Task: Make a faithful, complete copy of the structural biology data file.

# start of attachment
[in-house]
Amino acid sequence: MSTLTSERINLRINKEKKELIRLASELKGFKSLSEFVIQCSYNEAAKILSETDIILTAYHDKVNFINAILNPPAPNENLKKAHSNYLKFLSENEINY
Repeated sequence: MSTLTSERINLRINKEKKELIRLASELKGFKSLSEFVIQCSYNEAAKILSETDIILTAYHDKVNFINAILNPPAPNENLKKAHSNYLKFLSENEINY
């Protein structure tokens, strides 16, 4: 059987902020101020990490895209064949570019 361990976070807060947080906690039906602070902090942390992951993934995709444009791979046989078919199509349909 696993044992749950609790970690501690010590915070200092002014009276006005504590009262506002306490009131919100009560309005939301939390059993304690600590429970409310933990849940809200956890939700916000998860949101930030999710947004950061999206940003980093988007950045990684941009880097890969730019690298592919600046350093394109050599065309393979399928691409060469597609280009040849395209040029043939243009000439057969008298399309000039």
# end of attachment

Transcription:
[in-house]
Amino acid sequence: MSTLTSERINLRINKEKKELIRLASELKGFKSLSEFVIQCSYNEAAKILSETDIILTAYHDKVNFINAILNPPAPNENLKKAHSNYLKFLSENEINY
Repeated sequence: MSTLTSERINLRINKEKKELIRLASELKGFKSLSEFVIQCSYNEAAKILSETDIILTAYHDKVNFINAILNPPAPNENLKKAHSNYLKFLSENEINY
């Protein structure tokens, strides 16, 4: 059987902020101020990490895209064949570019 361990976070807060947080906690039906602070902090942390992951993934995709444009791979046989078919199509349909 696993044992749950609790970690501690010590915070200092002014009276006005504590009262506002306490009131919100009560309005939301939390059993304690600590429970409310933990849940809200956890939700916000998860949101930030999710947004950061999206940003980093988007950045990684941009880097890969730019690298592919600046350093394109050599065309393979399928691409060469597609280009040849395209040029043939243009000439057969008298399309000039």